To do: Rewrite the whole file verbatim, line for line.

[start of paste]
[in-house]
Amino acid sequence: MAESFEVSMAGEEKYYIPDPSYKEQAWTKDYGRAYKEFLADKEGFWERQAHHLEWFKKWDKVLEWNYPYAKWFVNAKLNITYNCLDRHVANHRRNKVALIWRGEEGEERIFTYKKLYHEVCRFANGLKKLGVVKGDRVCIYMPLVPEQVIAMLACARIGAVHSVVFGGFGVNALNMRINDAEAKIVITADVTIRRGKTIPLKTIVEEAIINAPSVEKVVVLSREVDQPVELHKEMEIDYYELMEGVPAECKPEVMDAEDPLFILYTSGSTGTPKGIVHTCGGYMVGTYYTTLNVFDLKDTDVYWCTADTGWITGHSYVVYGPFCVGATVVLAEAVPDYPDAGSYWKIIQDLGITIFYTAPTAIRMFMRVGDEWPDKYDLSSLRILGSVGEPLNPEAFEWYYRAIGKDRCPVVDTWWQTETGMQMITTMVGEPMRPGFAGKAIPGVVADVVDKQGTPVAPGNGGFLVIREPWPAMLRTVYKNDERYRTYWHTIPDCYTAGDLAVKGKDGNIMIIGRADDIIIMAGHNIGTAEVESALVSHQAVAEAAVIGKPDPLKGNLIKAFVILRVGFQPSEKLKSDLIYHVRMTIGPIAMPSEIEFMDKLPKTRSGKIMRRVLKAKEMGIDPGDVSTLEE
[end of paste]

[in-house]
Amino acid sequence: MAESFEVSMAGEEKYYIPDPSYKEQAWTKDYGRAYKEFLADKEGFWERQAHHLEWFKKWDKVLEWNYPYAKWFVNAKLNITYNCLDRHVANHRRNKVALIWRGEEGEERIFTYKKLYHEVCRFANGLKKLGVVKGDRVCIYMPLVPEQVIAMLACARIGAVHSVVFGGFGVNALNMRINDAEAKIVITADVTIRRGKTIPLKTIVEEAIINAPSVEKVVVLSREVDQPVELHKEMEIDYYELMEGVPAECKPEVMDAEDPLFILYTSGSTGTPKGIVHTCGGYMVGTYYTTLNVFDLKDTDVYWCTADTGWITGHSYVVYGPFCVGATVVLAEAVPDYPDAGSYWKIIQDLGITIFYTAPTAIRMFMRVGDEWPDKYDLSSLRILGSVGEPLNPEAFEWYYRAIGKDRCPVVDTWWQTETGMQMITTMVGEPMRPGFAGKAIPGVVADVVDKQGTPVAPGNGGFLVIREPWPAMLRTVYKNDERYRTYWHTIPDCYTAGDLAVKGKDGNIMIIGRADDIIIMAGHNIGTAEVESALVSHQAVAEAAVIGKPDPLKGNLIKAFVILRVGFQPSEKLKSDLIYHVRMTIGPIAMPSEIEFMDKLPKTRSGKIMRRVLKAKEMGIDPGDVSTLEE